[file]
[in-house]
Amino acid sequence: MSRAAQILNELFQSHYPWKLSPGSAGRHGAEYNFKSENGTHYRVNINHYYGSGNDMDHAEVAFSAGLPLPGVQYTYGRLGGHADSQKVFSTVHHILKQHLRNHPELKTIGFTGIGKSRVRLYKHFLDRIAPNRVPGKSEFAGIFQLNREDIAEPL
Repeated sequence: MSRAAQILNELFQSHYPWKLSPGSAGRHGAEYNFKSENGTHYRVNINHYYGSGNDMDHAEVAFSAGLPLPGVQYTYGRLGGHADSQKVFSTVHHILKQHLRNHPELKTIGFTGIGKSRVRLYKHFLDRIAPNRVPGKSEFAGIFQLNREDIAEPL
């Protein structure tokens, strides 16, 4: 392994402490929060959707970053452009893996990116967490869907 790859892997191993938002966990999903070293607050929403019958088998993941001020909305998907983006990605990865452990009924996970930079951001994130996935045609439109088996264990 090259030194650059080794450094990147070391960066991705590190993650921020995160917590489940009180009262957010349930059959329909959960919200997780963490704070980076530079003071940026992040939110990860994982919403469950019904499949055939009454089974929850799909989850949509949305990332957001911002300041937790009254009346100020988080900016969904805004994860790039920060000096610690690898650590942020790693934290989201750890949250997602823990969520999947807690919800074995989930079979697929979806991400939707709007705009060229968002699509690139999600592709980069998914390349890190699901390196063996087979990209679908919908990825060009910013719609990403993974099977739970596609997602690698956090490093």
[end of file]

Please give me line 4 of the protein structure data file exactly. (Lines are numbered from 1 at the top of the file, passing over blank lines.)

């Protein structure tokens, strides 16, 4: 392994402490929060959707970053452009893996990116967490869907 790859892997191993938002966990999903070293607050929403019958088998993941001020909305998907983006990605990865452990009924996970930079951001994130996935045609439109088996264990 090259030194650059080794450094990147070391960066991705590190993650921020995160917590489940009180009262957010349930059959329909959960919200997780963490704070980076530079003071940026992040939110990860994982919403469950019904499949055939009454089974929850799909989850949509949305990332957001911002300041937790009254009346100020988080900016969904805004994860790039920060000096610690690898650590942020790693934290989201750890949250997602823990969520999947807690919800074995989930079979697929979806991400939707709007705009060229968002699509690139999600592709980069998914390349890190699901390196063996087979990209679908919908990825060009910013719609990403993974099977739970596609997602690698956090490093």